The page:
Tuesday, January 3, 2012

What To Do About Asbestos

Is Asbestos Dangerous?
Asbestos has been shown to cause cancer of the lung and stomach according to studies of workers and others exposed to asbestos. There is no level of exposure to asbestos fibers that experts can assure is completely safe. Some asbestos materials can break into small fibers which can float in the air and these fibers can be inhaled. The tiny fibers are so small they cannot be seen with the naked eye. They can pass through the filters of normal vacuum cleaners and get back into the air. Once inhaled, asbestos fibers can become lodged in tissue for a long time. After many years cancer or mesothelioma can develop.

What Is Asbestos?
Asbestos is a mineral fiber found in rocks, of naturally occurring silicate minerals that can be separated into fibers. There are several kinds of asbestos fibers, all of which are fire resistant and not easily destroyed or degraded by natural processes. The fibers are strong, durable, and resistant to heat and fire. They are also long, thin and flexible, so that they can even be woven into cloth, because of these qualities, asbestos has been used in thousands of consumer, industrial, maritime, automotive, scientific and building products. The above photo shows a typical asbestos insulated heating pipe found in older homes. During the twentieth century, some 30 million tons of asbestos have been used in industrial sites, homes, schools, shipyards and commercial buildings in the United States. There are several types of asbestos fibers, of which three have been used for commercial applications: (1) Chrysotile, or white asbestos, comes mainly from Canada, and has been very widely used in the US. It is white-gray in color and found in serpentine rock. (2) Amosite, or brown asbestos, comes from southern Africa. (3) Crocidolite, or blue asbestos, comes from southern Africa and Australia.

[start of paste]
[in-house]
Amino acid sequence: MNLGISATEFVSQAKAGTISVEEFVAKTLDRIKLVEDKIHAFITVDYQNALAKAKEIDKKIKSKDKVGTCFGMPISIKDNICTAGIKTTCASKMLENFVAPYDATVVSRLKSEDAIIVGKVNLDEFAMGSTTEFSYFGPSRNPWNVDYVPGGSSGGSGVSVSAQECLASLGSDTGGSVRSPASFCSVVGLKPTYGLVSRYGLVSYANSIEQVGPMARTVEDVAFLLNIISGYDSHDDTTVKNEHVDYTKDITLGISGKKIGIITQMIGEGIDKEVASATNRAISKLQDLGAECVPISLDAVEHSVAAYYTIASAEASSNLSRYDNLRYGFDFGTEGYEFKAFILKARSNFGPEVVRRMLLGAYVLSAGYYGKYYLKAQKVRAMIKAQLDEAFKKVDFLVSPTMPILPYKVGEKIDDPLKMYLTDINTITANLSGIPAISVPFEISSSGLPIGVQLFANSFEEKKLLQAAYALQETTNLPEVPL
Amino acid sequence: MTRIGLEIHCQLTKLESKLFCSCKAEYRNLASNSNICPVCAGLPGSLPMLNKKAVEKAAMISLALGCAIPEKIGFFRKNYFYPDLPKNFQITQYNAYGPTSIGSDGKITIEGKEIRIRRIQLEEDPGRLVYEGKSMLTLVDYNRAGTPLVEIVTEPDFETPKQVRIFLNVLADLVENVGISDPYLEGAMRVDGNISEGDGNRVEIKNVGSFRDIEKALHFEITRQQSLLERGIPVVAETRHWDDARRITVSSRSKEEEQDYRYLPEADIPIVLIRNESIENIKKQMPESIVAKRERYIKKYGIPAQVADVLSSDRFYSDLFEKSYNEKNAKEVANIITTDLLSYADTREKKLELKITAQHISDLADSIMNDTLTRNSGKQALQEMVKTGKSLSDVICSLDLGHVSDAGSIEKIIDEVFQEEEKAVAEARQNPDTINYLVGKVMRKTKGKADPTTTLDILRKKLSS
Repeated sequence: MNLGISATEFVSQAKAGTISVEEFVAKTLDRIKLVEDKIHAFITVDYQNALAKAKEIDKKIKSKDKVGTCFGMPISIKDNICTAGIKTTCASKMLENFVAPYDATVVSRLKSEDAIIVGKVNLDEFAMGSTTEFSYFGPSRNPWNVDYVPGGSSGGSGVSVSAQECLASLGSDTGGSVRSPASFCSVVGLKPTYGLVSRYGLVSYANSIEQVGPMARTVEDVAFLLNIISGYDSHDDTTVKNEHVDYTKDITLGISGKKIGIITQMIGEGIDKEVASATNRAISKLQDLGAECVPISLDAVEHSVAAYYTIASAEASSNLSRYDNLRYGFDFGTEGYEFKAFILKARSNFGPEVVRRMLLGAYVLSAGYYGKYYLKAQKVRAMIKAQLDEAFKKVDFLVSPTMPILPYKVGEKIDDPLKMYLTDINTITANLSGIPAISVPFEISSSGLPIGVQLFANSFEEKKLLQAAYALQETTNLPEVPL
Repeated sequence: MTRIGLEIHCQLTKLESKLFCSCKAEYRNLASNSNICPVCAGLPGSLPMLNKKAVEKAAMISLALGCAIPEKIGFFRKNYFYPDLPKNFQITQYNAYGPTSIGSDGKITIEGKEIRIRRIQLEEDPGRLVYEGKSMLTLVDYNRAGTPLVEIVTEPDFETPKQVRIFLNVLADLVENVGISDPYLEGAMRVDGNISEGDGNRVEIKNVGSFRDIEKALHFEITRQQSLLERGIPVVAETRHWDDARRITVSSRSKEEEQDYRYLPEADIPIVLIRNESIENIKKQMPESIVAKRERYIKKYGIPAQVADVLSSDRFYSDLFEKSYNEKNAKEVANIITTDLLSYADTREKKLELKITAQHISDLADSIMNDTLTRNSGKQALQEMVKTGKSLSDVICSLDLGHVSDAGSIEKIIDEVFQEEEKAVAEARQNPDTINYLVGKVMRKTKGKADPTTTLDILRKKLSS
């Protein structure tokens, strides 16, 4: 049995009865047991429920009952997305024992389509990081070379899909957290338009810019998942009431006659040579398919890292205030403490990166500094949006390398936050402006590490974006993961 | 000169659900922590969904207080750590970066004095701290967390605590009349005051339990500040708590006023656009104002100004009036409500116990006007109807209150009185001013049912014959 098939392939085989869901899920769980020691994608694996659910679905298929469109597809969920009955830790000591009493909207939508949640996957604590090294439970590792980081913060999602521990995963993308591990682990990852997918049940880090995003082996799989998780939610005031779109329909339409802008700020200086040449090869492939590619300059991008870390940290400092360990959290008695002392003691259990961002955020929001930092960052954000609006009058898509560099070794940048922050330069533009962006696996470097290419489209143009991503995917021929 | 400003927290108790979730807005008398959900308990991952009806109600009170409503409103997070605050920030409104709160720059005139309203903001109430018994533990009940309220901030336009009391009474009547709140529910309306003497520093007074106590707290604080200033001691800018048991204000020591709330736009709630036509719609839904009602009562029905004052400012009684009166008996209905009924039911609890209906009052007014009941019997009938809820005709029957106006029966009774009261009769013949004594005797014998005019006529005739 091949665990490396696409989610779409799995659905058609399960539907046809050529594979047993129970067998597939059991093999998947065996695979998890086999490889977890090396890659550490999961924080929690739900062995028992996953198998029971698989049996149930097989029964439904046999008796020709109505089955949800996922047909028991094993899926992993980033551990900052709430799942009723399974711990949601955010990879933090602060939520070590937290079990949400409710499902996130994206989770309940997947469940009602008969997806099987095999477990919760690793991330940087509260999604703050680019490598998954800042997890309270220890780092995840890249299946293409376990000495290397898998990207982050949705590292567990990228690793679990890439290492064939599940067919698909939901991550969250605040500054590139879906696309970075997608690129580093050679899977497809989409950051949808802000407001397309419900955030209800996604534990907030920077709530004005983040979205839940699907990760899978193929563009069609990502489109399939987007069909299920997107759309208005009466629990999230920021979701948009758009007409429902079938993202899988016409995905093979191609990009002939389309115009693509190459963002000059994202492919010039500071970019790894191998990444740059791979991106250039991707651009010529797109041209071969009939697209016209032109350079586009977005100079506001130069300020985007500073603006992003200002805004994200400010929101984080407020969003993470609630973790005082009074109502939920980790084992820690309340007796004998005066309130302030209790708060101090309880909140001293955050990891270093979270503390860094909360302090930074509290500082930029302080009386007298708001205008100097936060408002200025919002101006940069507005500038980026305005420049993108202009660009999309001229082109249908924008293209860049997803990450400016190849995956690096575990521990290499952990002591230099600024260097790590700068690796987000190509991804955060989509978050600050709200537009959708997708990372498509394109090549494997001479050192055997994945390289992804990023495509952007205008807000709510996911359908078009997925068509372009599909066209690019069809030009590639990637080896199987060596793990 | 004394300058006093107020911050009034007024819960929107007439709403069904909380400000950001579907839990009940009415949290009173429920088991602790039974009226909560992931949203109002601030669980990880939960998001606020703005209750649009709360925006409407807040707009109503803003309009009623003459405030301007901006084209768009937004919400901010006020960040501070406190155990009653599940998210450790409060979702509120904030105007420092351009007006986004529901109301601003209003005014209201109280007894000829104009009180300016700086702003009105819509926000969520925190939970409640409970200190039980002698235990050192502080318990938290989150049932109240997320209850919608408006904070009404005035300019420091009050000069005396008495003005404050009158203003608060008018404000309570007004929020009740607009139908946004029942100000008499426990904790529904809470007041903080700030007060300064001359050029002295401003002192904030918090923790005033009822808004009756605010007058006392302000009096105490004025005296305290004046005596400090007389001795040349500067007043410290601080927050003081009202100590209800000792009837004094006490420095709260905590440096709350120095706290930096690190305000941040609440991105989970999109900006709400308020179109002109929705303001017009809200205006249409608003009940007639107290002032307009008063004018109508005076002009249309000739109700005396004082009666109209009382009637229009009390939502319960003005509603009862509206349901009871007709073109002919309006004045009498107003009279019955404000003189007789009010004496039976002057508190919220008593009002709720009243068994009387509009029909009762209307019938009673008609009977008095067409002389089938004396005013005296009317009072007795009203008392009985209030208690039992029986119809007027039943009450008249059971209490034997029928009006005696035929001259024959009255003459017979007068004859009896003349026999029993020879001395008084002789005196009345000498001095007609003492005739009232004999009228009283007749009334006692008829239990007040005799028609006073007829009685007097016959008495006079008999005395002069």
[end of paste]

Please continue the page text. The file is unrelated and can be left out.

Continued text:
How To Tell If Asbestos Is In A Home
People who have frequently worked with asbestos (such as plumbers, building contractors or heating contractors) often are able to make a reasonable judgment about whether or not a material contains asbestos on a visual inspection. Many professional home inspectors also can make a reasonable visual judgment. To be absolutely certain, an industrial hygienist would have to make the identification.

What To Do About Asbestos In The Home

In most cases, asbestos containing materials are best left alone. When it is necessary to disturb asbestos, you should contact a licensed asbestos contractor. You can also obtain a copy of Asbestos in the Home published by the U.S. Consumer Products Safety Commission (800- 638-2772) which discusses the situation and makes recommendations. Remember, do not dust, sweep, or vacuum particles suspected of containing asbestos fibers.

I pull out all the stops to sell your home.
Lonnie Snyder
Keller Williams Realty Southeast Sound
Phone:  206-406-2710           

Lonnie Snyder is a full time real estate agent and REALTOR® with Keller Williams Realty specializing in Residential Real Estate for buyers and sellers in Washington's Kent, Renton, Newcastle and South Bellevue.